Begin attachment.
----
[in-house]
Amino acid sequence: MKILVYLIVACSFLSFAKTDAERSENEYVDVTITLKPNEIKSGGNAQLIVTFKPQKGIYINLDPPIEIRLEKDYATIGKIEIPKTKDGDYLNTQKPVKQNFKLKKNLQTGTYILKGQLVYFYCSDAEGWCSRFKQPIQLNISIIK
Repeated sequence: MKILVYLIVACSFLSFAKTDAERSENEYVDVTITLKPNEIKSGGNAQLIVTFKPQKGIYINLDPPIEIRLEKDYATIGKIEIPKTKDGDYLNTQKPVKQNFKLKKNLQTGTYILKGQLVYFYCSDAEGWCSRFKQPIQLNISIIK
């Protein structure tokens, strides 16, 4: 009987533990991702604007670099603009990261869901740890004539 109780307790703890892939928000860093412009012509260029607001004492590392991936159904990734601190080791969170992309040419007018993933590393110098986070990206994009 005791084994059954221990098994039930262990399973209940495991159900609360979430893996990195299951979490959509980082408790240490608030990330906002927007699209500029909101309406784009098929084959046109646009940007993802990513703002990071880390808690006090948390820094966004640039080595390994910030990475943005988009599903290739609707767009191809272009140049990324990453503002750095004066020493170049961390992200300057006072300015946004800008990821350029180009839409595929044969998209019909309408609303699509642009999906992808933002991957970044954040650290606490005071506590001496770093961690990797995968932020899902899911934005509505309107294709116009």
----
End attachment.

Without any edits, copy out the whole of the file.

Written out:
[in-house]
Amino acid sequence: MKILVYLIVACSFLSFAKTDAERSENEYVDVTITLKPNEIKSGGNAQLIVTFKPQKGIYINLDPPIEIRLEKDYATIGKIEIPKTKDGDYLNTQKPVKQNFKLKKNLQTGTYILKGQLVYFYCSDAEGWCSRFKQPIQLNISIIK
Repeated sequence: MKILVYLIVACSFLSFAKTDAERSENEYVDVTITLKPNEIKSGGNAQLIVTFKPQKGIYINLDPPIEIRLEKDYATIGKIEIPKTKDGDYLNTQKPVKQNFKLKKNLQTGTYILKGQLVYFYCSDAEGWCSRFKQPIQLNISIIK
């Protein structure tokens, strides 16, 4: 009987533990991702604007670099603009990261869901740890004539 109780307790703890892939928000860093412009012509260029607001004492590392991936159904990734601190080791969170992309040419007018993933590393110098986070990206994009 005791084994059954221990098994039930262990399973209940495991159900609360979430893996990195299951979490959509980082408790240490608030990330906002927007699209500029909101309406784009098929084959046109646009940007993802990513703002990071880390808690006090948390820094966004640039080595390994910030990475943005988009599903290739609707767009191809272009140049990324990453503002750095004066020493170049961390992200300057006072300015946004800008990821350029180009839409595929044969998209019909309408609303699509642009999906992808933002991957970044954040650290606490005071506590001496770093961690990797995968932020899902899911934005509505309107294709116009």